Synopses & Reviews
American Warlords is the story of the greatest team of rivals” since the days of Lincoln.
In a lifetime shaped by politics, President Franklin D. Roosevelt proved himself a master manipulator of Congress, the press, and the public. But when war in Europe and Asia threatened Americas shores, FDR found himself in a world turned upside down, where his friends became his foes, his enemies his allies. To help wage democracys first total war,” he turned to one of historys most remarkable triumvirates.
Henry Stimson, an old-money Republican from Long Island, rallied to FDRs banner to lead the Army as Secretary of War, and championed innovative weapons that shape our world today. General George C. Marshall argued with Roosevelt over grand strategy, but he built the worlds greatest war machine and willingly sacrificed his dream of leading the invasion of Europe that made his protégé, Dwight Eisenhower, a legend. Admiral Ernest J. King, a hard-drinking, irascible fighter who destroyed” Pearl Harbor in a prewar naval exercise, understood how to fight Japan, but he also battled the Army, the Air Force, Douglas MacArthur, and his British allies as they moved armies and fleets across the globe.
These commanders threw off sparks whenever they clashed: Generals against politicians, Army versus Navy. But those sparks lit the fire of victory. During four years of bitter warfare, FDRs lieutenants learned to set aside deep personal, political, and professional differences and pull a nation through the twentieth century's darkest days.
Encircling Roosevelts warlordsand sometimes bitterly at odds with themwas a colorful cast of the Second World Wars giants: Winston Churchill, MacArthur, Josef Stalin, Eisenhower, Eleanor Roosevelt, and Charles de Gaulle. These and other larger-than-life figures enrich a sweeping story of an era brimming with steel, fire, and blood.
Drawing upon a wealth of primary sources, American Warlords goes behind closed doors to give readers an intimate, often surprising view of titans who led America from isolation to the summit of global power. Written in a robust, engaging style, author Jonathan W. Jordan offers a vivid portrait of four extraordinary Americans in the eye of wars hurricane.
"Only four men have risen to five-star admiral in the U.S. Navy: Chester Nimitz, Ernest King, William Leahy, and William Halsey. Their careers began at the turn of the 20th century and culminated in WWII. Each had a different personality; each played a different role. Halsey was the profane, hard-driving sea dog. Nimitz, imperturbable and measured, developed as arguably history's greatest naval strategist. The abrasive King spoke eloquently for sea power while a member of the Joint Chiefs of Staff. Leahy, as discreet as he was blunt-spoken, was chief of staff and unofficial national security adviser to Franklin Roosevelt and Harry Truman. The four had in common 'an enduring sense of duty, mission, and love of country,' and shared an unusually high level of ability and a clear understanding of the military's place in a republic. Freelance historian Borneman (1812) demonstrates comprehensive command of published and unpublished sources, fingertip understanding of the period, and a polished writing style in this unique collective biography of the four men who 'with a combination of nimble counsel, exasperating ego, studied patience, and street-fighter tactics' shaped the modern U.S. Navy to win WWII at sea. 16 pages of b&w photos; 11 maps. (May 1)" Publishers Weekly Copyright PWxyz, LLC. All rights reserved.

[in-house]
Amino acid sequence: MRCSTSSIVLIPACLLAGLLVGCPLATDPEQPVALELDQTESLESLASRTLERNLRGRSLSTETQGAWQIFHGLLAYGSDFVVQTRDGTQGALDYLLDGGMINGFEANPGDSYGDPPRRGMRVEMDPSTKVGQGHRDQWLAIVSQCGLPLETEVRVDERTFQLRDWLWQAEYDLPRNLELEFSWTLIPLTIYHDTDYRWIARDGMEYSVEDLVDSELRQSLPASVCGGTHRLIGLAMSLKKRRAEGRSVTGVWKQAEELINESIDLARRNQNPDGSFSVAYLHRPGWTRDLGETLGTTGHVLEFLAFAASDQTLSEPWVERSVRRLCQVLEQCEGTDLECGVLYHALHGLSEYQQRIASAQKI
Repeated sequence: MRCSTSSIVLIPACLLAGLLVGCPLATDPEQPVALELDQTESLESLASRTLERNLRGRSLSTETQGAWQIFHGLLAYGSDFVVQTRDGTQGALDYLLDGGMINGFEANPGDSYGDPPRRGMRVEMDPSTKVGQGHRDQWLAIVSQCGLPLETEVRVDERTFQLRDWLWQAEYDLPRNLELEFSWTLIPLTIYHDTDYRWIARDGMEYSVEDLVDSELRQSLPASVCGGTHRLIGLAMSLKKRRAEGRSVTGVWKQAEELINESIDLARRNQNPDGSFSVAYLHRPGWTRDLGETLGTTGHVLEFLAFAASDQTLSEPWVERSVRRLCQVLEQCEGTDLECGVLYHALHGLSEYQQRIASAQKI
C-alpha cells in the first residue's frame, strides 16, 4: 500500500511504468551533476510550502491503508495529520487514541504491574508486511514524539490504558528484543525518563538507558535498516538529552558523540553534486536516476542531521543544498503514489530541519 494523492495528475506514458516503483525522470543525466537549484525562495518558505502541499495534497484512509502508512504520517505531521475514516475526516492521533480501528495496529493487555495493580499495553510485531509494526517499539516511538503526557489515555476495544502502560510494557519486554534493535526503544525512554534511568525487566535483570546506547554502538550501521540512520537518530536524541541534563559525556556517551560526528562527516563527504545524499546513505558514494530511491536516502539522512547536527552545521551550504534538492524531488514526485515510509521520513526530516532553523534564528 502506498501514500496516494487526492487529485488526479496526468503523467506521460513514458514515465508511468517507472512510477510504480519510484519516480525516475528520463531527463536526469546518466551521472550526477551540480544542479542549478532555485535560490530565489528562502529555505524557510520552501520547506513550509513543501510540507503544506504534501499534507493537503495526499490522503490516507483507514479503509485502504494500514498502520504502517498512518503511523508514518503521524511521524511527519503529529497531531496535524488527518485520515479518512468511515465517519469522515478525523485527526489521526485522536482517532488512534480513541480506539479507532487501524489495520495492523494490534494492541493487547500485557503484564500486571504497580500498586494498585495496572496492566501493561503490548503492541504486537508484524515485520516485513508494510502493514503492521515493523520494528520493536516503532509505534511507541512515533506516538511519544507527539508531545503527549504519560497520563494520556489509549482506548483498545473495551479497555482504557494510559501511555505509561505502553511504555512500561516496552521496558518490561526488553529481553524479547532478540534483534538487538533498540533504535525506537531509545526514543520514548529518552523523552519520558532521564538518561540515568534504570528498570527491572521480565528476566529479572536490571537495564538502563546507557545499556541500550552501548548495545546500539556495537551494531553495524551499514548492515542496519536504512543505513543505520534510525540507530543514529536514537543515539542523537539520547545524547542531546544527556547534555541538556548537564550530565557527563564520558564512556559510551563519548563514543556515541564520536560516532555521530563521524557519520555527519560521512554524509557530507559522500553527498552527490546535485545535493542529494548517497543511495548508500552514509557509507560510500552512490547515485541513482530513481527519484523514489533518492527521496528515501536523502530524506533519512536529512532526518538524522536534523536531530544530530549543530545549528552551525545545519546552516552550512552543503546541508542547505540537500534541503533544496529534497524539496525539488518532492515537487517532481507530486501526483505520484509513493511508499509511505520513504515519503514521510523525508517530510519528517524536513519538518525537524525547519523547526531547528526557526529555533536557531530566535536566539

"The first book to deal with the four [admirals] together, focusing on their intertwined lives, friendships, and rivalries....A very well-crafted book."--John Lehman, Washington Post
"In his superbly reported new book, historian Walter R. Borneman tackles the essential question of military leadership: What makes some men, but not others, able to motivate a fighting force into battle?"--Tony Perry, Los Angeles Times
"Engagingly written and deeply researched... Mr. Borneman makes it easy to understand the complex series of maneuvers and counter-maneuvers at Leyte Gulf...which is not always the case with accounts of the battle."--Andrew Roberts, Wall Street Journal